FDA rejects flibanserin for low libido in women


A novel agent shown in clinical trials to improve sex drive in women has been turned down by the Food and Drug Administration, leaving clinicians with no approved treatment options for a commonly reported disorder unless a manufacturer appeal proves successful.

Flibanserin, a drug originally investigated in the 1990s as an antidepressant, was later studied as a treatment for hypoactive sexual desire disorder (HSDD) in premenopausal women.

HSDD is characterized by a stress-inducing loss of sex drive without an identifiable physical or psychological cause. Flibanserin works by increasing dopamine and norepinephrine, both associated with sexual excitement, and by decreasing serotonin, which is associated with sexual inhibition. In studies, 100 mg of flibanserin daily was associated with statistically significant improvements in the number of satisfying sexual episodes per month as well as improvements in reported sexual desire over placebo, and reduction in stress associated with sexual dysfunction.

Sheryl Kingsberg, Ph.D., chief of behavioral medicine at University Hospitals Case Medical Center in Cleveland, and an investigator on some of the flibanserin research submitted to the FDA, said in an interview that there remains a "huge vacuum" in options for women with HSDD.

"For women for whom the primary loss of sexual desire is drive, which is the biological component to desire, there is nothing," she said. "For postmenopausal women for whom drive is related to declining testosterone, testosterone is an option – but off-label. There are no FDA-approved testosterone options for women."

The FDA cited concerns about flibanserin’s risks compared with its "modest" effect size, according to Sprout Pharmaceuticals, which has already moved to appeal the agency’s decision. In one manufacturer-sponsored randomized controlled trial published this year (n = 1,087), the results of which were submitted to the FDA, flibanserin was seen increasing satisfying sexual events per month by an average of 2.5, compared with 1.5 for placebo (J. Sex. Med. 2013;10:1807-15 [doi: 10.1111/jsm.12189]).

"I know the data very well, and I was convinced that it hit every endpoint," Dr. Kingsberg said. "FDA says they’re concerned about the modest efficacy in light of a risk profile not different from an SSRI [selective serotonin reuptake inhibitor], or even an antihistamine. How much more can women be expected to have in terms of number of events? Any more would push them to be having sex more than women without sexual desire problems."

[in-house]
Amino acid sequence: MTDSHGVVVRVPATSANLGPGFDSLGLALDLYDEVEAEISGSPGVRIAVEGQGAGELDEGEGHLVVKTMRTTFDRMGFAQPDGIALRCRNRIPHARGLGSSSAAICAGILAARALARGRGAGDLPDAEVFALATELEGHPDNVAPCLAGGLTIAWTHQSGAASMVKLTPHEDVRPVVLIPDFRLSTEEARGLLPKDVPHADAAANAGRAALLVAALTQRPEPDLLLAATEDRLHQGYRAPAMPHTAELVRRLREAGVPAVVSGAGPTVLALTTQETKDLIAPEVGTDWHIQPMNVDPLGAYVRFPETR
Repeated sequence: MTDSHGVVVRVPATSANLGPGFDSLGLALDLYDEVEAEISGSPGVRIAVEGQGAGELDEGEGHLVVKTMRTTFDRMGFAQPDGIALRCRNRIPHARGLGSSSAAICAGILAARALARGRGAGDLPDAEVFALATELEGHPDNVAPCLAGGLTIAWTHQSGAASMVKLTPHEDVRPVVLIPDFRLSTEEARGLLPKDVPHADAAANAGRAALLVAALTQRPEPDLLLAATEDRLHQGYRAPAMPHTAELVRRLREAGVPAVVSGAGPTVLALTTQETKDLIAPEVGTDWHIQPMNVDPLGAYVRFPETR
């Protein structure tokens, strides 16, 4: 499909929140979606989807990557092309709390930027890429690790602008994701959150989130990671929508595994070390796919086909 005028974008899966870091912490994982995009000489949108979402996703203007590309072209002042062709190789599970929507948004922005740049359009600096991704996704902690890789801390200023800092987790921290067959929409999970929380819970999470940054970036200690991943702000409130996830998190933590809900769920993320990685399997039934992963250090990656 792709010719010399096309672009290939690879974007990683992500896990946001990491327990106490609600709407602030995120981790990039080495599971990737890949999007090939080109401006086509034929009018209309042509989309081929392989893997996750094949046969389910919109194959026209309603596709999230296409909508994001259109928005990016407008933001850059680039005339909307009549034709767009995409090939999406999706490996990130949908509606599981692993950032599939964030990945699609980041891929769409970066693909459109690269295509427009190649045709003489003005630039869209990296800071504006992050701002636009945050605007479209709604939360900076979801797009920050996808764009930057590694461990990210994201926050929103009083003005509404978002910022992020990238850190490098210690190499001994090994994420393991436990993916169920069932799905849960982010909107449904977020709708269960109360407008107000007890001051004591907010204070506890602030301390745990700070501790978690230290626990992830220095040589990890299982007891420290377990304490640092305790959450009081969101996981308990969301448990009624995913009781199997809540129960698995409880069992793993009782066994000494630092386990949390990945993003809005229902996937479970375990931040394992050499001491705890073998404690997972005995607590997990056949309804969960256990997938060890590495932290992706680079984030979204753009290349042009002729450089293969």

To Dr. Kingsberg, the FDA’s reluctance to approve flibanserin harks back to 2004, when the FDA said it was unconvinced by the evidence in support of Intrinsa, a transdermal testosterone patch also shown to significantly increase satisfying sexual episodes per month in surgically menopausal women. Then, too, the FDA cited concerns about a modest effect size in light of risk.

In trials, the most frequently reported adverse events associated with flibanserin were somnolence, dizziness, and nausea.

Dr. James A. Simon, clinical professor of obstetrics and gynecology at George Washington University in Washington, said in an interview that he was concerned about what he considered a "double standard for men and women in the regulatory process."

Both flibanserin and the testosterone patch were shown to work in women, he noted, yet both met regulatory obstacles. Meanwhile, dozens of treatments have been approved in the past 20 years for male sexual dysfunction.

HSDD "is a common problem; it’s not a made-up issue," Dr. Simon said. "But right now all we have to try and treat it with are testosterone, some antidepressants that work on dopamine, and some drugs for restless legs syndrome. None of them is approved for this indication."

Dr. Kingsberg disclosed a consulting relationship with Sprout Pharmaceuticals. Dr. Simon disclosed he was a coauthor on several studies of flibanserin, and a former consultant for Sprout.

Dr. Jan Shifren, director of the Midlife Women’s Health Center at Massachusetts General Hospital, Boston, said that she found the FDA’s position understandable, but agreed that there appeared to be higher hurdles for women’s sexual health interventions. Dr. Shifren was an investigator in manufacturer-sponsored trials of flibanserin in postmenopausal women but does not have a consulting relationship with the company.

Testosterone replacement treatments for men received fast approval and are in widespread use, she noted, despite lingering safety concerns.

Dr. Shifren said that she was uncertain as to why flibanserin’s manufacturer would aim first to approve the drug for premenopausal women, when studies have found that women in midlife are more likely to report distress related to sexual dysfunction.

In Dr. Shifren and colleagues’ 2008 survey study (Obstet. Gynecol. 2008;112:970-8) in which they evaluated responses from more than 30,000 women, they learned that distress related to low sex drive is more commonly reported by women aged 45-64 years (14.8%) than by younger women (10.8%).

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